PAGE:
An outstanding example of Riesling. Bright pale straw colour. Superb nose with lifted aroma of lime, citrus and spice. The palate has both weight and depth of flavour, mouthfilling citrus, lime and pear flavours are abundant and in great concentration. This is one of those rare wines that is almost seamless (a quality that is very hard to achieve and quite rare). Perfect balance with exceptionally long aftertaste. Great cellaring potential over the next 5 to 8 years.$16.99 each or $201.00 per dozen
1998 REYNOLDS CHARDONNAY
Region: Orange, New South Wales.
Produced from fruit grown at Reynolds Bantry Grove Vineyard in the Orange District of NSW. Bright straw colour. Excellent nose filled with peach, melon and subtle oak aromas with hints of butterscotch and spice in the background. The palate has a creamy texture and good weight with balanced toasted oak, almonds, peach and melon flavours. Excellent length, followed by long smoky oak, melon, spice and almond aftertaste. Cellar 2-3 years$16.99 each or $201.00 per dozen
GREAT SUMMER DRINKING
1999 CHAPEL HILL VERDELHO
Region: McLaren Vale, South Australia.
Winemaker Pam Dunsford maintains that this wine could be kept for 5-10 years, by which time it will develop some nutty characteristics, however, keeping this wine any longer than summer is going to be very hard work indeed. This is a delightful fresh, aromatic Verdelho. Bright pale straw colour. Intense fresh aromatic nose, filled with the aroma of tropical fruit and just a hint of honeysuckle. Full bodied, melon, citrus and tropical fruit palate. Mouthfilling, followed by clean crisp acid finish and very long fresh tropical fruit, citrus aftertaste.$14.99 each or $179.88 per dozen
1999 CHAPEL HILL UNWOODED CHARDONNAY
Region: South Australia.
A very well made, fresh, commercial unwooded Chardonnay. Bright pale straw
colour. Lifted nose of peach, melon and stoned fruit with a tropical fruit end note. Excellent palate weight with citrus and melon flavours dominant which fill the palate, leaving the tropical fruit flavour components in the background. Clean crisp acid finish, sufficient for the next couple of years. Enjoy over summer.
$13.99 each or $162.00 per dozen
1999 PAULETTS RIESLING
Region: Clare Valley, South Australia.
One of the sniffing highlights of the season. Brilliant straw colour with green film. Magnificent lifted aroma of lime, rosepetal and pear. The mouth filling palate flavours echo the nose and are extended by a very fresh tang of lemon. Excellent balance, crisp acid finish, followed by a very long lime, citrus and pear aftertaste. Cellar 3-4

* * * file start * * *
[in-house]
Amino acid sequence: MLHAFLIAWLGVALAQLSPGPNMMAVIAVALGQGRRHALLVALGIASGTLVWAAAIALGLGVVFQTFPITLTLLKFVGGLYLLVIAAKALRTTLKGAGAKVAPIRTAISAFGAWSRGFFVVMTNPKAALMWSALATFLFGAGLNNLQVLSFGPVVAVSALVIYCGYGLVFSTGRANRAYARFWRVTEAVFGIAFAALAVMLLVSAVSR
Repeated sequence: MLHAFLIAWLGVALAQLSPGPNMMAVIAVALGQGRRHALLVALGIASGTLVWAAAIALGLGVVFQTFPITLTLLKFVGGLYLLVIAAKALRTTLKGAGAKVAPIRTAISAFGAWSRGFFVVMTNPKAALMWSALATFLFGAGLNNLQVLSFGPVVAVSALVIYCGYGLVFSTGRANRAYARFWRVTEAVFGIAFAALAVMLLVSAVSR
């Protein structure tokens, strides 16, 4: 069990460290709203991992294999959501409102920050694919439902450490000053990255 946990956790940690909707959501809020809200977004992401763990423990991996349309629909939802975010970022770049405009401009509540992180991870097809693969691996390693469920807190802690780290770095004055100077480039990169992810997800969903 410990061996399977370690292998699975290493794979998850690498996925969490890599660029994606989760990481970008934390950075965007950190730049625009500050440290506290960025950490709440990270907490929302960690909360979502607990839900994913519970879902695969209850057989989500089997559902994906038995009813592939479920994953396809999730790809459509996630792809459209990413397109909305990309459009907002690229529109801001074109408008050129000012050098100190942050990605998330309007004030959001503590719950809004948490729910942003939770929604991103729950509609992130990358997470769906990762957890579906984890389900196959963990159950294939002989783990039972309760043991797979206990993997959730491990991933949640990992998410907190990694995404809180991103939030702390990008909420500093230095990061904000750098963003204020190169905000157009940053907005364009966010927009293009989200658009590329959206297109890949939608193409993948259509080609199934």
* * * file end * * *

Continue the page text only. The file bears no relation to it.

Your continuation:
years.$13.99 each or $162.00 per dozen
1999 AMBERLEY CHENIN BLANC
Region: Margaret River, Western Australia.
A delightful summer wine. Bright pale watery colour. The nose displays the freshness expected from a young white with distinct aromas of quince and tropical fruit, followed by a grassy end note. The palate has good weight with the flavour of Jonathan apples and quince dominant. Clean crisp acidity followed by long quince, apple and citrus aftertaste. Cellar 1 year.$12.99 each or $159.00 per dozen
1998 HAMILTON ALMOND GROVE CHARDONNAY
Region: McLarenVale, South Australia.
Deep straw colour almost approaching brassy gold. Aroma of green tea, peach and melon followed by some herbal background notes, over which dominates a heavy dose of cinnamon oak. The butterscotch barrel ferment aromas are carried through onto the palate. Creamy texture, followed by grapefruit, almond, butterscotch and toasted oak flavour. Good length with slightly extracted bitter finish and a nut, peach and butterscotch aftertaste. Cellar 1-2 years.$8.99 each or $105.00 per dozen
1998 BASEDOW BAROSSA VALLEY SEMILLON
Region: Barossa Valley, South Australia.
This wine offers both age and affordability. Deep brassy gold colour, showing signs of early bottle development, with aromas of green tea, vanilla and nut over a grassy background. Mouthfilling palate with flavours of ripe tropical fruits and vanilla oak, followed by a very distinct spicy oak back palate which carries all the way through to the aftertaste. An excellent value for money and affordable early drinking wine.$7.99 each or $95.88 per dozen
TO ORDER ANY OF THE ABOVE WINES:
- WEB SITE: http://www.nicks.com.au/
- EMAIL: email@example.com
- TOLL FREE PHONE: 1800 069 295
- FAX: 61 3 9848 4422
Winner ARIA Awards 1999 for Jazz
Andrew Speight Quartet - "Andrew Speight Quartet" (ABC Music / Emi)
Browne, Haywood, Stevens "Sudden In A Shaft Of Sunlight" (ABC Music / Emi)
Jamie Oehlers - "Strut" (Sunset / Shock)
Janet Seidel - "The Way You Wear Your Hat" (La Brava)
Scott Tinkler Trio - "Sofa King" (Origin)